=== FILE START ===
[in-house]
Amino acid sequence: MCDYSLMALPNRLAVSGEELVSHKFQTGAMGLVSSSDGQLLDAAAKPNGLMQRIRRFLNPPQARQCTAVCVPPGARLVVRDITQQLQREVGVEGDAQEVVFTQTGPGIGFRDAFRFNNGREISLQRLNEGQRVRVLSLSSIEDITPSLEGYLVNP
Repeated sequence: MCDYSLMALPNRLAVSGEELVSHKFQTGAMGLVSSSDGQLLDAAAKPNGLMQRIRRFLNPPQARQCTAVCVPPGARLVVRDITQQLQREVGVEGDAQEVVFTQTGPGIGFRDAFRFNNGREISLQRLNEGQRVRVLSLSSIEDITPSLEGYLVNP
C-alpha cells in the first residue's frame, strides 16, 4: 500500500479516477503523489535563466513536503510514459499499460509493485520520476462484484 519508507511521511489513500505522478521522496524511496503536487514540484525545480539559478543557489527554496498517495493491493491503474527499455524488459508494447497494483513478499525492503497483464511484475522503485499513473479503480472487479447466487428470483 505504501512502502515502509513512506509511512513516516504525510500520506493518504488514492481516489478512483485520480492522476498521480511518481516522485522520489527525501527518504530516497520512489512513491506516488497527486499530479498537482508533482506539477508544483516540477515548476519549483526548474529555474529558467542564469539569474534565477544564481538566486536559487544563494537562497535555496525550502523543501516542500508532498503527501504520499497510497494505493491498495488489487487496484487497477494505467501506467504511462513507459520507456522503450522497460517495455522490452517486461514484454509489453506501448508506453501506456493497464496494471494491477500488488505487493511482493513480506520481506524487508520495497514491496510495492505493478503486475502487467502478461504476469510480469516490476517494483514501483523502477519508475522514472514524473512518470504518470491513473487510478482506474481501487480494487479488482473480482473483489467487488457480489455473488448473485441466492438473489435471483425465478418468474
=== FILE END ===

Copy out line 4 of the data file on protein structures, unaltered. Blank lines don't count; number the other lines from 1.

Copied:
C-alpha cells in the first residue's frame, strides 16, 4: 500500500479516477503523489535563466513536503510514459499499460509493485520520476462484484 519508507511521511489513500505522478521522496524511496503536487514540484525545480539559478543557489527554496498517495493491493491503474527499455524488459508494447497494483513478499525492503497483464511484475522503485499513473479503480472487479447466487428470483 505504501512502502515502509513512506509511512513516516504525510500520506493518504488514492481516489478512483485520480492522476498521480511518481516522485522520489527525501527518504530516497520512489512513491506516488497527486499530479498537482508533482506539477508544483516540477515548476519549483526548474529555474529558467542564469539569474534565477544564481538566486536559487544563494537562497535555496525550502523543501516542500508532498503527501504520499497510497494505493491498495488489487487496484487497477494505467501506467504511462513507459520507456522503450522497460517495455522490452517486461514484454509489453506501448508506453501506456493497464496494471494491477500488488505487493511482493513480506520481506524487508520495497514491496510495492505493478503486475502487467502478461504476469510480469516490476517494483514501483523502477519508475522514472514524473512518470504518470491513473487510478482506474481501487480494487479488482473480482473483489467487488457480489455473488448473485441466492438473489435471483425465478418468474